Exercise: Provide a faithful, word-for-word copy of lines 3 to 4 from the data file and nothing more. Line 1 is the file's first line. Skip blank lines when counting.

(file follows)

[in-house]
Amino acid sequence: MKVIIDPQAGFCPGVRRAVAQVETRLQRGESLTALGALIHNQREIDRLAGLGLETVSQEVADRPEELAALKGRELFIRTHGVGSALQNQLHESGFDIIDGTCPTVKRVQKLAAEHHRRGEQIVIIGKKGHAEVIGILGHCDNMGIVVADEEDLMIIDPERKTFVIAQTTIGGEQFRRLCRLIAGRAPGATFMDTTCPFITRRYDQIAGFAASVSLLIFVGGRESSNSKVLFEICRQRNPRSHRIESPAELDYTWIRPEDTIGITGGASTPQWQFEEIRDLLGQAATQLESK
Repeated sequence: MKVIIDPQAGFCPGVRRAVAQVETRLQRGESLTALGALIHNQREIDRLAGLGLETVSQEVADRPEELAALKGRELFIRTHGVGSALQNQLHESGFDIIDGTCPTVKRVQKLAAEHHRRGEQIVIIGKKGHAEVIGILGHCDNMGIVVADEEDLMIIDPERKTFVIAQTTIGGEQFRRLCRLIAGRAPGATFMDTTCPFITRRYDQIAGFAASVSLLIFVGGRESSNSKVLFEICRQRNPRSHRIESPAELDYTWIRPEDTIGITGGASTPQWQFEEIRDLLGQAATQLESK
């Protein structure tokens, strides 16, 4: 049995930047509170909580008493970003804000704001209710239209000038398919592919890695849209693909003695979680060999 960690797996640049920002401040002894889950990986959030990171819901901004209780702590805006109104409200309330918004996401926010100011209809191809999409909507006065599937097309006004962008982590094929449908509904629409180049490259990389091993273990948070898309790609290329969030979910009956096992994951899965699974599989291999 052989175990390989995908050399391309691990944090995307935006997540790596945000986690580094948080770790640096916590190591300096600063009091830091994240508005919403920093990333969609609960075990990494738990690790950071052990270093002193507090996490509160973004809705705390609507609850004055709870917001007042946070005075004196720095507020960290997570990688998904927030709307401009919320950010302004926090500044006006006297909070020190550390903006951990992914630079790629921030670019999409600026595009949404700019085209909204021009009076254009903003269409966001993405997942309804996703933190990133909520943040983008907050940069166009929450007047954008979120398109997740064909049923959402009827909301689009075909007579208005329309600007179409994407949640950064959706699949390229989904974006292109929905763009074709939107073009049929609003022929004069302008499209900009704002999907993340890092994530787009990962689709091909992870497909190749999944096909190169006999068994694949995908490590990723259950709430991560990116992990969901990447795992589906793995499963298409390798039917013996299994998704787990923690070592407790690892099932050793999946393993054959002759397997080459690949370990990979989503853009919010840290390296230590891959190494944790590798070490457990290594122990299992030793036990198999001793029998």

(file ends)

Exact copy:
Repeated sequence: MKVIIDPQAGFCPGVRRAVAQVETRLQRGESLTALGALIHNQREIDRLAGLGLETVSQEVADRPEELAALKGRELFIRTHGVGSALQNQLHESGFDIIDGTCPTVKRVQKLAAEHHRRGEQIVIIGKKGHAEVIGILGHCDNMGIVVADEEDLMIIDPERKTFVIAQTTIGGEQFRRLCRLIAGRAPGATFMDTTCPFITRRYDQIAGFAASVSLLIFVGGRESSNSKVLFEICRQRNPRSHRIESPAELDYTWIRPEDTIGITGGASTPQWQFEEIRDLLGQAATQLESK
């Protein structure tokens, strides 16, 4: 049995930047509170909580008493970003804000704001209710239209000038398919592919890695849209693909003695979680060999 960690797996640049920002401040002894889950990986959030990171819901901004209780702590805006109104409200309330918004996401926010100011209809191809999409909507006065599937097309006004962008982590094929449908509904629409180049490259990389091993273990948070898309790609290329969030979910009956096992994951899965699974599989291999 052989175990390989995908050399391309691990944090995307935006997540790596945000986690580094948080770790640096916590190591300096600063009091830091994240508005919403920093990333969609609960075990990494738990690790950071052990270093002193507090996490509160973004809705705390609507609850004055709870917001007042946070005075004196720095507020960290997570990688998904927030709307401009919320950010302004926090500044006006006297909070020190550390903006951990992914630079790629921030670019999409600026595009949404700019085209909204021009009076254009903003269409966001993405997942309804996703933190990133909520943040983008907050940069166009929450007047954008979120398109997740064909049923959402009827909301689009075909007579208005329309600007179409994407949640950064959706699949390229989904974006292109929905763009074709939107073009049929609003022929004069302008499209900009704002999907993340890092994530787009990962689709091909992870497909190749999944096909190169006999068994694949995908490590990723259950709430991560990116992990969901990447795992589906793995499963298409390798039917013996299994998704787990923690070592407790690892099932050793999946393993054959002759397997080459690949370990990979989503853009919010840290390296230590891959190494944790590798070490457990290594122990299992030793036990198999001793029998």